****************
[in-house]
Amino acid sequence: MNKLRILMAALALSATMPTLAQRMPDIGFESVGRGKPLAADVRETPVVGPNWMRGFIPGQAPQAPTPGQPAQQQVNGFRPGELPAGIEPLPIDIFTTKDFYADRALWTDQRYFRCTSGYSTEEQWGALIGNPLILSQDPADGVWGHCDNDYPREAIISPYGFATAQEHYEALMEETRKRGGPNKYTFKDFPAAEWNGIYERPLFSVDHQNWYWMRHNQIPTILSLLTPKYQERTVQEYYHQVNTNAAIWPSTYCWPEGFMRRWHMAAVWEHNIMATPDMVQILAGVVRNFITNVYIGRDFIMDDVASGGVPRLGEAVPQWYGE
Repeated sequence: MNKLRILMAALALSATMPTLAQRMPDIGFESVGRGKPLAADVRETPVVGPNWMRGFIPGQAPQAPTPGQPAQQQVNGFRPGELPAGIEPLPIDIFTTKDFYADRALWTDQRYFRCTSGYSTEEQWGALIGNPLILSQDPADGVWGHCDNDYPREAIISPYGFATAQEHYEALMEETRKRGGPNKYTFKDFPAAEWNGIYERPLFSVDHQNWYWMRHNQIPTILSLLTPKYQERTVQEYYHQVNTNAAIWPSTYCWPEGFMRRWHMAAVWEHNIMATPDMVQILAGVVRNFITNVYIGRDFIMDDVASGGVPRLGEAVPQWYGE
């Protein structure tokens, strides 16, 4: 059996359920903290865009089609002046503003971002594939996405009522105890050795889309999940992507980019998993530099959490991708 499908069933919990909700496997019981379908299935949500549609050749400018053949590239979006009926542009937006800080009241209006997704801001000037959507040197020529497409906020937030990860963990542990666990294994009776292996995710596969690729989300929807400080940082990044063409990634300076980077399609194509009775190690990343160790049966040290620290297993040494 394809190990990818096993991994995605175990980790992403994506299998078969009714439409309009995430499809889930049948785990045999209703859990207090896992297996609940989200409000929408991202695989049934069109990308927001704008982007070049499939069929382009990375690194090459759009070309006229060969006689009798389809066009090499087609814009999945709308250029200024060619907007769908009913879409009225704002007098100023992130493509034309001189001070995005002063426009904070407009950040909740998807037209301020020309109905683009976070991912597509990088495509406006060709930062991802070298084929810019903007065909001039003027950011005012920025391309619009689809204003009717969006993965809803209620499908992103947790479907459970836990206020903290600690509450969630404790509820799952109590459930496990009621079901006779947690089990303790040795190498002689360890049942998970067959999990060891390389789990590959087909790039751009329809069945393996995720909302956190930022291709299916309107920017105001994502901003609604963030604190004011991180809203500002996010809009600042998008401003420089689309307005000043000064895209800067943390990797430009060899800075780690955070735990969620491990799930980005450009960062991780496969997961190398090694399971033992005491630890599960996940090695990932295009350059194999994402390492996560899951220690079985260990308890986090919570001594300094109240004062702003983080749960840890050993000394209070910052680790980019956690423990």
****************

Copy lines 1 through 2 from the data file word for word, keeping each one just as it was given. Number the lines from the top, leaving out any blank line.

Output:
[in-house]
Amino acid sequence: MNKLRILMAALALSATMPTLAQRMPDIGFESVGRGKPLAADVRETPVVGPNWMRGFIPGQAPQAPTPGQPAQQQVNGFRPGELPAGIEPLPIDIFTTKDFYADRALWTDQRYFRCTSGYSTEEQWGALIGNPLILSQDPADGVWGHCDNDYPREAIISPYGFATAQEHYEALMEETRKRGGPNKYTFKDFPAAEWNGIYERPLFSVDHQNWYWMRHNQIPTILSLLTPKYQERTVQEYYHQVNTNAAIWPSTYCWPEGFMRRWHMAAVWEHNIMATPDMVQILAGVVRNFITNVYIGRDFIMDDVASGGVPRLGEAVPQWYGE